Rebecca Morris likes to compartmentalize. Her paintings, smartly installed at Mary Boone’s Fifth Avenue location through February 25, feature symmetrically placed geometric shapes, sometimes collaged onto the surfaces of the large-scale canvases. Each of the shapes, large squares or circles, is divided into numerous smaller shapes that have been casually filled with improvised patterns, line, and brushwork. Morris’s paintings at first seem aligned with work by contemporary painters like, say, Trudy Benson, Lauren Silva, or Leah Guadagnoli, who use kitschy elements from ’80s graphics–stepped rules, drop shadows, squiggles, pastel palettes. But rather than evoking the gormless charm of this earlier era, Morris’s abstractions are confrontational and challenging.
Like Kazimir Malevich and the Suprematists, Morris is interested in non-objective imagery. Often working in a square format (neither portrait or landscape), she limits her images to geometric shapes and flat colors in order to eliminate overt references to objects and illusions of three-dimensional space. They hover on the under-worked surface, and any illusion of depth is fashioned through the layering of abstract elements. Many of the forms are created with washy paint and pale colors that evoke a sense of ennui. In her most recent painting, Morris contrasts a thin, dilute, watercolor-like field of silver paint with thick skeins of the same metallic pigment squeezed in a grid format directly out of the tube.
Fittingly, none of the canvases have meaningful names or explanations. Each is left untitled and Morris assigns a number for identification purposes. At the opening reception she told me she prefers the flatness, lack of reference, and ambiguity of numbers. Thus, the title of the show is also a number–#24–which is a reference not to the number of hours in the day as I originally had thought, but to the number of solo shows Morris has had since she began painting.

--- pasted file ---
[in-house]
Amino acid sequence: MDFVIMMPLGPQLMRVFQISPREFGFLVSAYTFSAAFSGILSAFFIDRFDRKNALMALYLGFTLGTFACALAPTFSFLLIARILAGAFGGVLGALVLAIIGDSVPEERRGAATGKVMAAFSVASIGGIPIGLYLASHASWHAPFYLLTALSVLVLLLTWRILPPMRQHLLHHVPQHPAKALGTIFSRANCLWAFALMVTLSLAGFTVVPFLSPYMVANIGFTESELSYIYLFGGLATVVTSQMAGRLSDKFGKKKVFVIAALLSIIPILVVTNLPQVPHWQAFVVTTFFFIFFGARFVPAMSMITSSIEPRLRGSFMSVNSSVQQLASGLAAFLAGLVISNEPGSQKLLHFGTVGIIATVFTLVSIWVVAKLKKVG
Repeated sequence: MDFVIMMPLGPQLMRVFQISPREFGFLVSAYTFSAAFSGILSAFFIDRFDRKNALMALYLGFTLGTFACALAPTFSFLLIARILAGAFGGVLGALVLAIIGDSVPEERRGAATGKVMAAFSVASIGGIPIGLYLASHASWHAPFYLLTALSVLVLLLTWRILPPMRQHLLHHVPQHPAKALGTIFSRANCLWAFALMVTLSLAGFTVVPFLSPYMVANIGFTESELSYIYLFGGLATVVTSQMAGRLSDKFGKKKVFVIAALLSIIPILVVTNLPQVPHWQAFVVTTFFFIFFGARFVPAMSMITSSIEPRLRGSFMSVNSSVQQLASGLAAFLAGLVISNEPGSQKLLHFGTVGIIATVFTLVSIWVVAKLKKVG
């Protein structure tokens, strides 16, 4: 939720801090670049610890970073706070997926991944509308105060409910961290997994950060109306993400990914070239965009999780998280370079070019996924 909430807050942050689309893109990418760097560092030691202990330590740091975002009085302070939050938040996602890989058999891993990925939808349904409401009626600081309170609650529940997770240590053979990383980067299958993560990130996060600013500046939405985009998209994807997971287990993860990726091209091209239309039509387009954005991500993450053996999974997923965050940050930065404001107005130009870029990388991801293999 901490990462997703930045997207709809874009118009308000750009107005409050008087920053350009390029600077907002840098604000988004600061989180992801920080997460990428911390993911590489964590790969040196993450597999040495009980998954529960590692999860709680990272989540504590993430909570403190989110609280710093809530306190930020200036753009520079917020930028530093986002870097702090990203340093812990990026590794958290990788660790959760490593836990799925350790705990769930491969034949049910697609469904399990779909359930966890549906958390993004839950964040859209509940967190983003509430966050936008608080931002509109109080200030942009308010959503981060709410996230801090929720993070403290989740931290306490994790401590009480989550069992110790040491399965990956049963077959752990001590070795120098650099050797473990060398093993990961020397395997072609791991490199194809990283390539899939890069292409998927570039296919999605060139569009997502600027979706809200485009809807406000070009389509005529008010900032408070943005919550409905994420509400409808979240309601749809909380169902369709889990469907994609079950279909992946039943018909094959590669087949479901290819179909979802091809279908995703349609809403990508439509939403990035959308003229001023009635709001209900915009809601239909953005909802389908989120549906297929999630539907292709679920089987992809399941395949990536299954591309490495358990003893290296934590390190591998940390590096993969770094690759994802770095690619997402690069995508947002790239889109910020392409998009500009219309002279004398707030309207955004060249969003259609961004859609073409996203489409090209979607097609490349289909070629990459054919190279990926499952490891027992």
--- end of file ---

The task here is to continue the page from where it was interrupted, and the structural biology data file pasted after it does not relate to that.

The press release suggests that Morris has an “appreciation for unconventional beauty,” but I think that might be a little off. Morris is actually embracing a kind of willful homeliness, which for me is far more intriguing than updated notions of beauty. I guarantee the work, which features thin washes of color, crudely painted patterns, and notation-like imagery, will get under your skin. Something I often wonder about is whether the unbeautiful can be loved, and what might this mean for a painting. Here Morris, with great commitment, tilts towards positive, salutary answers.
“Rebecca Morris: #24,” curated by Piper Marshall. Mary Boone, Midtown, New York, NY. Through February 25, 2017.
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